#NotOkay

 Stories about abuse on Instagram and Twitter

Presenter:  Jeanine Guidry

Jeanine Guidry, Virginia Commonwealth University
Caroline Orr, Virginia Commonwealth University
Kellie Carlyle, Virginia Commonwealth University

In the current study, a quantitative content analysis was conducted on a random sample of 1,000 Instagram posts and 1,000 tweets using the hashtag #NotOkay. The analysis focused specifically on the type of information included, the frequency of engagement by users on both types of posts, and a comparison between the two platforms. Recognizing that sexual abuse is embedded within a larger sociocultural context, we conceptualized the analysis using the Social Ecological Model as the theoretical framework.

Summary

Jeanine Guidry, Virginia Commonwealth University
Caroline Orr, Virginia Commonwealth University
Kellie Carlyle, Virginia Commonwealth University

In the current study, a quantitative content analysis was conducted on a random sample of 1,000 Instagram posts and 1,000 tweets using the hashtag #NotOkay. The analysis focused specifically on the type of information included, the frequency of engagement by users on both types of posts, and a comparison between the two platforms. Recognizing that sexual abuse is embedded within a larger sociocultural context, we conceptualized the analysis using the Social Ecological Model as the theoretical framework.

Abstract

#NotOkay: Stories about abuse on Instagram and Twitter

At the height of the 2016 U.S. presidential campaign, tens of thousands of women started sharing their experiences of sexual assault on Twitter and Instagram in response to a video showing presidential candidate Donald Trump boasting about groping women. Using the hashtag #NotOkay, the outpouring of personal stories brought attention to the pervasiveness of rape culture in America and its impact on women and girls nationwide. Social media platforms and mobile technologies are playing an increasingly important role in both increasing public awareness about sexual abuse as well as giving a voice to abuse victims who have not shared their stories previously, with the 2014 #WhyIleft/#WhyIstayed Twitter conversations as a prominent example. However, not much is known about how these stories are shared on visual platforms such as Instagram, and how these conversations may differ as they unfold on platforms like Twitter and Instagram.

In the current study, a quantitative content analysis was conducted on a random sample of 1,000 Instagram posts and 1,000 tweets using the hashtag #NotOkay. The analysis focused specifically on the type of information included, the frequency of engagement by users on both types of posts, and a comparison between the two platforms. Recognizing that sexual abuse is a problem embedded within a larger sociocultural context, we conceptualized the analysis using the Social Ecological Model as the theoretical framework.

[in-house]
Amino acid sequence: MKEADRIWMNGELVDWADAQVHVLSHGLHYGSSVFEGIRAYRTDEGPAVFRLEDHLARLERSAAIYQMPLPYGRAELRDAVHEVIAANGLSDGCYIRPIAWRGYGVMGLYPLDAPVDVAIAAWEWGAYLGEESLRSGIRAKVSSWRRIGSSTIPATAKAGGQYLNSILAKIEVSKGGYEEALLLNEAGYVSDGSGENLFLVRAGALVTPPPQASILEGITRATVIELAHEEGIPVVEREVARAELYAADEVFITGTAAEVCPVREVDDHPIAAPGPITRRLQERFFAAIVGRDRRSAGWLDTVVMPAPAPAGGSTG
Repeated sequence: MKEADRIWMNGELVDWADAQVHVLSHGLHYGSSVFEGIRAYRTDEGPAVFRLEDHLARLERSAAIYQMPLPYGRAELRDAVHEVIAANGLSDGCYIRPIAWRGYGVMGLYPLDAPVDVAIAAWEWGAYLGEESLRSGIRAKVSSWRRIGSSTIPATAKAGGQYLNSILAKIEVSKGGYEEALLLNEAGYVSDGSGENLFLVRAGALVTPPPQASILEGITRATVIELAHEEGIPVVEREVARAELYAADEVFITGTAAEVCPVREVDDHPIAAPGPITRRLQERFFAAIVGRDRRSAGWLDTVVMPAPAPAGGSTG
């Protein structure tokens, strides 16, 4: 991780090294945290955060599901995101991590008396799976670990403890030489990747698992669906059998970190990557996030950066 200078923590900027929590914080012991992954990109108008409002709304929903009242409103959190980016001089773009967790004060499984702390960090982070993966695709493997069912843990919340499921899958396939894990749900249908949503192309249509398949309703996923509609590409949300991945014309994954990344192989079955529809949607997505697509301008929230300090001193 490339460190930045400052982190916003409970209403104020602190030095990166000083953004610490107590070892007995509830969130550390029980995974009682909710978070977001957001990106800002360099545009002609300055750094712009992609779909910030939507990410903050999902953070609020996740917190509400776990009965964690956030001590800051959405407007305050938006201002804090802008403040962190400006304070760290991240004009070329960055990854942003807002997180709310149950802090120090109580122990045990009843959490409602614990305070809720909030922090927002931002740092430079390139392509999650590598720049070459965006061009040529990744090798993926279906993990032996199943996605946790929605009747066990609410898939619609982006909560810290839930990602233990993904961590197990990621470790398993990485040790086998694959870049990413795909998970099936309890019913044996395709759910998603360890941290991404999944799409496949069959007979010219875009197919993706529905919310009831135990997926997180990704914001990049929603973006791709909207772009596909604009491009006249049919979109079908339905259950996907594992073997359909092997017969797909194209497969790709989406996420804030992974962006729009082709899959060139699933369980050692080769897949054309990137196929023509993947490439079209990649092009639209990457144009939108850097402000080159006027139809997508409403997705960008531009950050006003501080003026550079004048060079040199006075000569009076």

This study is ongoing and will be completed by August 1, 2017. The results will provide insight into the diverse personal accounts of sexual abuse, as well as the role of social media in facilitating such discussions. Implications for activism and bystander intervention will also be discussed.

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#Zika on Instagram#Zika on Instagram

How publics discuss the health crisis through online visuals and text

Presenter: Jeanine Guidry, Virginia Commonwealth University

Social media is now one of the primary places where people seek out information about the Zika virus. However, little is known about the content of these messages and about their public engagement. In addition, visual social media platforms like Instagram are under-studied in social media research. These visual platforms are particularly significant because of the different manner visuals are processed as compared to text-based messages. Therefore, the goal of this study is to determine how the public is talking about and responding to conversations about a current infectious disease outbreak, Zika, on visual social media platform Instagram.

Summary

Social media is now one of the primary places where people seek out information about the Zika virus. However, little is known about the content of these messages and about their public engagement. In addition, visual social media platforms like Instagram are under-studied in social media research. These visual platforms are particularly significant because of the different manner visuals are processed as compared to text-based messages. Therefore, the goal of this study is to determine how the public is talking about and responding to conversations about a current infectious disease outbreak, Zika, on visual social media platform Instagram.

Abstract

#Zika on Instagram: How publics discuss the health crisis through online visuals and text

Until recently, Zika was relatively obscure disease with only 14 cases documented worldwide before 2007 (CDC, 2016a). Prior to 2015, Zika outbreaks had only occurred in parts of Africa, Southeast Asia, and the Pacific Islands; however, in May 2015 the Pan American Health Organization (PAHO) confirmed the first known case in Brazil (Lupton, 2016). Currently, outbreaks are occurring in many countries, and local mosquito-borne Zika cases have been reported in the U.S. in Florida and Texas (Centers for Disease Control and Prevention, 2016b). Additionally, this recent outbreak of the Zika virus has been associated with a dramatically increased incidence of microcephaly in newborns whose mothers were infected with Zika (Centers for Disease Control and Prevention, 2016a).

Social media is now one of the primary places where people seek out information about the Zika virus. However, little is known about the content of these messages and about their public engagement. In addition, visual social media platforms like Instagram are under-studied in social media research. These visual platforms are particularly significant because of the different manner visuals are processed as compared to text-based messages (Houts, Doak, Doak, & Loscalzo, 2006). Therefore, the goal of this study is to determine how the public is talking about and responding to conversations about a current infectious disease outbreak, Zika, on visual social media platform Instagram. This analysis will shed light on current trends in social media engagement surrounding this key health topic, and will provide health professionals and communications practitioners with important insights to improve the dissemination of information about infectious diseases and better engage with audiences on visual social media platforms.